I have a beautiful African violet and it blooms away. Now it has stopped blooming, but continues to grow. Is my pot too small and if I transplant it will it continue to grow? I hate to try without knowing if that is right, to transplant it. I'd hate for it to die.
I asked Ingrid Bowman of the Violet Society what you might do. "Lots of African violets get suckers -- new little plants growing up from the base. You have to pinch those off. You can pot the suckers separately and they'll grow but if you leave them, the original plant can get too crowded to bloom. Also, if it's been a very long time in the same pot, it might need to be repotted. We repot our violets more often, every six months, because we have them under grow lights and keep them growing very rapidly."
Bowman described other problems that can make an African violet stop blooming, including overwatering and a dead gray center indicating crown rot. Since you didn't indicate any such symptoms, just good growth without bloom, she came back to pinching off suckers and, "increasing the amount of light the plant receives. Give it as much sun as possible, short of direct south sun, which can burn the foliage."
You probably shouldn't worry about the plant dying. It doesn't need to flower to be healthy. Assume it is in good health if it continues to grow and does not show signs of trouble such as new leaves dying. Do expect an old leaf to gradually yellow and die from time to time. Older leaves are those around the bottom edge of the rosette.
I saved dahlia tubers from last year and thought to check them just the other day. They've started to sprout. What do I do?
You can stall their growth by putting them in a place that's cooler -- such as the refrigerator. Or you can pot them.
The trouble with potting them now is having to accommodate those potted plants indoors for almost three months. You'll need grow lights. Even if you put them in the sunniest place you have, the light may be too weak so the growth will be spindly.
To start dahlias indoors but delay as long as possible their need for a place in the light, I do this: Put just a thin layer of soilless potting mix at the bottom of a deep pot. Set a tuber on that and barely cover it with soilless potting mix. Moisten it and put the pot in a warm place. It doesn't need light yet.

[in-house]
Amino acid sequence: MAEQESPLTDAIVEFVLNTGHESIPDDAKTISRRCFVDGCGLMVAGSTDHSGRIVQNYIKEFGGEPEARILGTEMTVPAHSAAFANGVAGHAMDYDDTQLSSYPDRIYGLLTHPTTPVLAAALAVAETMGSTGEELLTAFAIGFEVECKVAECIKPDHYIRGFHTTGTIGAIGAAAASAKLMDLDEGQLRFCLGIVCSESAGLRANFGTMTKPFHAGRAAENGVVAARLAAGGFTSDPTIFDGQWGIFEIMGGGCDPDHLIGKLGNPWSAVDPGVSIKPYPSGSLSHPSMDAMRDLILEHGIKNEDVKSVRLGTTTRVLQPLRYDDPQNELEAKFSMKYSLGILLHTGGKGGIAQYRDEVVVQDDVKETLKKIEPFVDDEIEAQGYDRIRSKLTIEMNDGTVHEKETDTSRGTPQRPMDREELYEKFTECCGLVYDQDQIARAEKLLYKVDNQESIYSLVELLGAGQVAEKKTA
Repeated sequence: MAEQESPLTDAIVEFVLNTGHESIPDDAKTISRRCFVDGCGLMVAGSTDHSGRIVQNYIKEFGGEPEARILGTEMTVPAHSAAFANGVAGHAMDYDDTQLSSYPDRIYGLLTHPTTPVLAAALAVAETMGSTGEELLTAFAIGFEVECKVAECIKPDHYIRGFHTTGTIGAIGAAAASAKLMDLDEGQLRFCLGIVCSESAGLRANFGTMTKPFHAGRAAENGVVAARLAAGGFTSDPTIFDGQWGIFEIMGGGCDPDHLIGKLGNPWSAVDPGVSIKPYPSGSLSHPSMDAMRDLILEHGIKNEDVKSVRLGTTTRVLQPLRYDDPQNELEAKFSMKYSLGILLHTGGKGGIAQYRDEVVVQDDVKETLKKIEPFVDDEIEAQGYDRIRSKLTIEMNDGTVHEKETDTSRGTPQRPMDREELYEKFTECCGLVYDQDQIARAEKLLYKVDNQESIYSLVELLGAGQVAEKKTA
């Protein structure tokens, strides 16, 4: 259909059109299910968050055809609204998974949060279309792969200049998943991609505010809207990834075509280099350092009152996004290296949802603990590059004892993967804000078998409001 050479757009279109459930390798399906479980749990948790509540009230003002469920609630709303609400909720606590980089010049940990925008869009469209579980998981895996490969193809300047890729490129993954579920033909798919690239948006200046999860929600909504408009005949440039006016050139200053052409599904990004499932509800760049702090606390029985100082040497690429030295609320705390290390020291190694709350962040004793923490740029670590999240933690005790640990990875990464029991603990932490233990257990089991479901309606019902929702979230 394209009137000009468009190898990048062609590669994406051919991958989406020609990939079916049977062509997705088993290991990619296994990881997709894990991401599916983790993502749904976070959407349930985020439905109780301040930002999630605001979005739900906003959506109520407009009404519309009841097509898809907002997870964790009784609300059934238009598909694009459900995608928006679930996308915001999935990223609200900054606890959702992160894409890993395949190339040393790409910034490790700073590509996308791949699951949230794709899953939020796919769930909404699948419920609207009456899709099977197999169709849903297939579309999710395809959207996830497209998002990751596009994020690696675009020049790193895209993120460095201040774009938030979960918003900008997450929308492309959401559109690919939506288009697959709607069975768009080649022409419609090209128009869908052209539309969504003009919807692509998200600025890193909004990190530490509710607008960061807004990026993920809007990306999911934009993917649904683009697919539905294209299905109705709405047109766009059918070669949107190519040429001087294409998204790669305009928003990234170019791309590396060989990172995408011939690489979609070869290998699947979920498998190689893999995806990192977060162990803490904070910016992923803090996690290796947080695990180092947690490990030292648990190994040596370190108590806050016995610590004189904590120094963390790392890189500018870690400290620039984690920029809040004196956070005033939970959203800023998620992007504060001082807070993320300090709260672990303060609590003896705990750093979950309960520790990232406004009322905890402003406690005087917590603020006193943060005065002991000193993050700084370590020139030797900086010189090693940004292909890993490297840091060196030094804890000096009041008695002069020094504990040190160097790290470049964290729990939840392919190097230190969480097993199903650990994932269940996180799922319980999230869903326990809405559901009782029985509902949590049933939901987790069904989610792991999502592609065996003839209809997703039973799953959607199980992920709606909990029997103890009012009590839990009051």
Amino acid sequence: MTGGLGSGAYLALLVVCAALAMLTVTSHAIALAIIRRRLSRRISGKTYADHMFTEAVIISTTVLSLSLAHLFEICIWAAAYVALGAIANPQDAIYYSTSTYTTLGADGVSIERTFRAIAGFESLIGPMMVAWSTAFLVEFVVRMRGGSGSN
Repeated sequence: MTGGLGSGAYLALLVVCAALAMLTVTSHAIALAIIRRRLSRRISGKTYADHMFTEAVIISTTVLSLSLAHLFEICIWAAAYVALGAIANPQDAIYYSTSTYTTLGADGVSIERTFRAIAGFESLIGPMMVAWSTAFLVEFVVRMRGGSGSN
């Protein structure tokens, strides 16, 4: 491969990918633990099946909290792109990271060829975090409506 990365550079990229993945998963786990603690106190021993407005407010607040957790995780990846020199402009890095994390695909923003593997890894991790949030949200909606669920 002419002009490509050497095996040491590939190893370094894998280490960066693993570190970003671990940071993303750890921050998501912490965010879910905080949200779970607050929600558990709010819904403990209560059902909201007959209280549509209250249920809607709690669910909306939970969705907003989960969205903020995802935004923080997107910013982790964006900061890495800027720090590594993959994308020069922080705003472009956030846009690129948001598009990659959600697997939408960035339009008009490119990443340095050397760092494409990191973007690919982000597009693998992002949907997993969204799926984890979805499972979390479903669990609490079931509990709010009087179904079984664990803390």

When the dahlia's shoot shows above the surface, add another thin layer of potting mix. Keep burying the emerging shoot until the pot is full of potting mix. Then move it into full sun or put it under lights until early June.
Don't expect much bloom from a dahlia until August. Then, if you've kept the plant well watered and fertilized, it should bloom heavily until frost.
I enjoy answering questions you mail to me or post on my school's website. However, some problems have no solution. Don't expect much help from me if you pose a "stumper" such as: How come my kids didn't catch the gardening bug when they were young, when I could have made them happy with a plastic shovel and a packet of sunflower seeds? Why did they only get the urge to garden when they got their own home, a place in need of expensive trees and shrubs?
to the gardeners who are creating large, slightly sunken beds to collect run-off from roofs and paved areas. These beds of moisture-loving perennials and small shrubs are places where water can slow and settle, rather than run straight and dirt-laden into storm drains. In these "rain gardens" water is used by the plants or seeps down to replenish groundwater reserves. It's better filtration than water can get in our overtaxed stormwater treatment system.
to using "pine tree" as a generic term, lumping spruce, pine, fir and hemlock into one category. The roots, density of the foliage, growth cycles and chemical interactions are different for each tree species. This year, clip a twig with needles, leaves or leaf buds from each of your unknown trees and shrubs. Go to an MSU Extension office or garden center for help identifying them. Then you'll grow them better and garden better around them.
Originally published 3/12/05